Our videographer Elena Parker -- a serious food and film buff -- is really good at throwing movie-themed dinner parties. She and her friends cook together, serve up, and eat while they watch.
We've asked her to share the menus for her favorite films with us -- here's the latest installment: The 1990s Anti-RomCom My Best Friend's Wedding.
In two weeks, my best friend (since we were four!) is getting married. Of course, I'm the maid of honor. While I could argue that my selection of this week's film rests exclusively on its name, I want to take you in a slightly different direction.
You see, if I were in a movie right now, I'd likely be lamenting my single fate and desperately searching for my own husband-to-be. Because, let's be honest, most of the time movie-bridesmaids are played as ridiculous, lonely also-rans looking for their own mate. I don't want to be that girl.
Thankfully, there is at least one beam of light among the crazy love-lorn ladies of the movie-wedding world. Her name is Julianne Potter (aka Julia Roberts), the heroine in My Best Friend's Wedding.
It's 1997. Julianne Potter (Roberts) is a 27-year-old successful food critic, who just came off of a month-long book tour. One night, her best friend, Michael (Dermot Mulroney … what happened to this guy?), calls her, out of the blue. Wait, let me correct myself. Michael isn't only her best friend; he's the one man who has been a constant in her life since college. He's "the guy." Well, it turns out that not only has Michael met the love of his life, but the wedding is this weekend. Kimmy, his bride to be, is the 21-year-old child of a millionaire, incredibly wrong for him, perky and blonde. She's quite literally Cameron Diaz.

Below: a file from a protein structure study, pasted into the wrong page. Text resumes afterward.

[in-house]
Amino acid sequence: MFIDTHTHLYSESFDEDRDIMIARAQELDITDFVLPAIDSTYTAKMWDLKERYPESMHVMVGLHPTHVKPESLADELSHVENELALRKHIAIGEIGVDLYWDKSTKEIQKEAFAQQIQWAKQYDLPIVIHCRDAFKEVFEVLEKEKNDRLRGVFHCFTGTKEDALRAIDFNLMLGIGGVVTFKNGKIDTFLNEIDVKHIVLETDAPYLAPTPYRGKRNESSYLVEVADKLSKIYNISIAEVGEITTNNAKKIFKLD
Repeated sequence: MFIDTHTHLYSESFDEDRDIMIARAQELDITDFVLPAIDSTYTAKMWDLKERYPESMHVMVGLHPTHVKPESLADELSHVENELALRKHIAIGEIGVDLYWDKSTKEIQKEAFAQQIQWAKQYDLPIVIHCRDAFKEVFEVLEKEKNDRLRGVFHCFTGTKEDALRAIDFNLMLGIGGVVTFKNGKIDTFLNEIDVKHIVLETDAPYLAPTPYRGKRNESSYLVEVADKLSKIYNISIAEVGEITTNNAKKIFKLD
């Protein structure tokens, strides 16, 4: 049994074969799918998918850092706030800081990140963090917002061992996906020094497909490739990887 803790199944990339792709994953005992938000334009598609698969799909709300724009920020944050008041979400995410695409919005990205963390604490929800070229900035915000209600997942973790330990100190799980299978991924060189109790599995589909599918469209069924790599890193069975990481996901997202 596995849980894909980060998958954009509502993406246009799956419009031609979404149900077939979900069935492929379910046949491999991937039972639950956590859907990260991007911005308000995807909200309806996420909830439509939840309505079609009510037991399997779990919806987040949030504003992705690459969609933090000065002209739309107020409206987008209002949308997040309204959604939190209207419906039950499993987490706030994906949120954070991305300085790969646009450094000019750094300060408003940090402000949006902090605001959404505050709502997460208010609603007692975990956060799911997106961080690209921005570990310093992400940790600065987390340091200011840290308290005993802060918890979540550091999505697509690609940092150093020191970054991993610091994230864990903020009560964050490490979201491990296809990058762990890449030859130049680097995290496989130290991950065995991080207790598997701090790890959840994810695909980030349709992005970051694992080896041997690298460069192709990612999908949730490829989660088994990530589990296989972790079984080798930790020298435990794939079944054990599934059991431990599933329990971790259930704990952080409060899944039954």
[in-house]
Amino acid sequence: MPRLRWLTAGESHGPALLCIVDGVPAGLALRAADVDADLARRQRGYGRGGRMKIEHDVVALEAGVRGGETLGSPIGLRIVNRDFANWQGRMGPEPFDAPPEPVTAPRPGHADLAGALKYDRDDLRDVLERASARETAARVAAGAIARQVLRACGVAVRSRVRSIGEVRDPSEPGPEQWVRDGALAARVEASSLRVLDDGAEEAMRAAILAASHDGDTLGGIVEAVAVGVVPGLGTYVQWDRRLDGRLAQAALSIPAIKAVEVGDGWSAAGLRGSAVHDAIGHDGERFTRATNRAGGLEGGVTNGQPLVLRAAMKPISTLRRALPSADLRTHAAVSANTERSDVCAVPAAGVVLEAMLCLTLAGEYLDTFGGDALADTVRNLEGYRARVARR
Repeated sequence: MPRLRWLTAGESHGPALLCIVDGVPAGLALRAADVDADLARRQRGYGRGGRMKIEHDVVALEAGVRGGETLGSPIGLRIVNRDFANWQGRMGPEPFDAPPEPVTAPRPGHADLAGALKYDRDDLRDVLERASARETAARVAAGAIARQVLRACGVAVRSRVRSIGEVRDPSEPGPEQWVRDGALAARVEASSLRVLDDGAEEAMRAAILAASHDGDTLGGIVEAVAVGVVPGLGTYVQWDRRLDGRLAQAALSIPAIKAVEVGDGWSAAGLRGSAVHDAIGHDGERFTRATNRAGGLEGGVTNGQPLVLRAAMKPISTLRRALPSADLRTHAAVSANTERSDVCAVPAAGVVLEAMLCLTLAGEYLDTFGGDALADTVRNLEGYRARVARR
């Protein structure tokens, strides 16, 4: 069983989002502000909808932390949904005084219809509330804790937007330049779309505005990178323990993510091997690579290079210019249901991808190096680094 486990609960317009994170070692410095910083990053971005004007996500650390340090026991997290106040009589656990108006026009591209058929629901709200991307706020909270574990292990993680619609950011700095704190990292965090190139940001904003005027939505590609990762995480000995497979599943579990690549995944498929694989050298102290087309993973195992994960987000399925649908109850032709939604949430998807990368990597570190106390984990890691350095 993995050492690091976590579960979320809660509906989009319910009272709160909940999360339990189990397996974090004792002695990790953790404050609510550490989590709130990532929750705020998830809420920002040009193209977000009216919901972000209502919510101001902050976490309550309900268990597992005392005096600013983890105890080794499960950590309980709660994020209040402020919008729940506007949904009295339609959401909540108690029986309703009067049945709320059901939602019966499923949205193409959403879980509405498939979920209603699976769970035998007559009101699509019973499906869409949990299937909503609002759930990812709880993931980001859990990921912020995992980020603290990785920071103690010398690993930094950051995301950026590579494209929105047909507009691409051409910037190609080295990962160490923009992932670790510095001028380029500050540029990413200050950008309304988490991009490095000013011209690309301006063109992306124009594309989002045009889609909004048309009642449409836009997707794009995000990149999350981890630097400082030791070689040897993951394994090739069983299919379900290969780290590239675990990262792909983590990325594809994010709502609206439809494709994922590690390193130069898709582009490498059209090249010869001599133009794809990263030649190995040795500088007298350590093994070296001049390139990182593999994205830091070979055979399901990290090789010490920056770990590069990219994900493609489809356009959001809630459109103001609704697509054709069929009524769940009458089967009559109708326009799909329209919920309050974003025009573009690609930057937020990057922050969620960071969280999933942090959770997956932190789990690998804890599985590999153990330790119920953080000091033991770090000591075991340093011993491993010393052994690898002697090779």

You can guess where this goes. Julianne has "exactly four days to break up a wedding, steal the bride's fella and [she] doesn't have one clue how to do it."
You're probably looking at this right now thinking, "Elena, I thought you said that Julianne was a bastion of hope… not one of those girls desperately angling for a man." Well, you haven't let me make my point.
The thing about My Best Friend's Wedding is that, while Julianne does in fact spend the entire film desperately trying break up Michael and Kimmy, in the end, she comes to her senses. Shepherded to the truth by her friend and editor, George (Rupert Everett), Julianne gives up the guy, lets go of her her evil ways, and surrenders herself to her amazing career, great gay-boyfriend and general awesomeness. Hooray!
To be serious (and to get off of my high horse for but a moment), the movie is a real favorite of mine and my friends. It's a great romantic-comedy that has all of the cheesy fabulousness that rom-coms should have, without any of the lame pseudo-romantic "getting to know you" scenes. Julia Roberts is at her most likable (even while being insanely diabolical), everyone's cell phones are the size of bricks and there's a sing-a-long in a Red-Lobster-type establishment! What's not to love?
Most of my friends will be angry with me that Jell-O does not appear on this menu, as Julia Roberts crafts a rather amazing metaphor in which she relates crème brûlée and Jell-O to herself and Cameron Diaz (which we all quote ad infinitum). My apologies to them... but I decided to craft my very own non-wedding wedding-like menu. I'm very excited about the cake.
A Non-Wedding Feast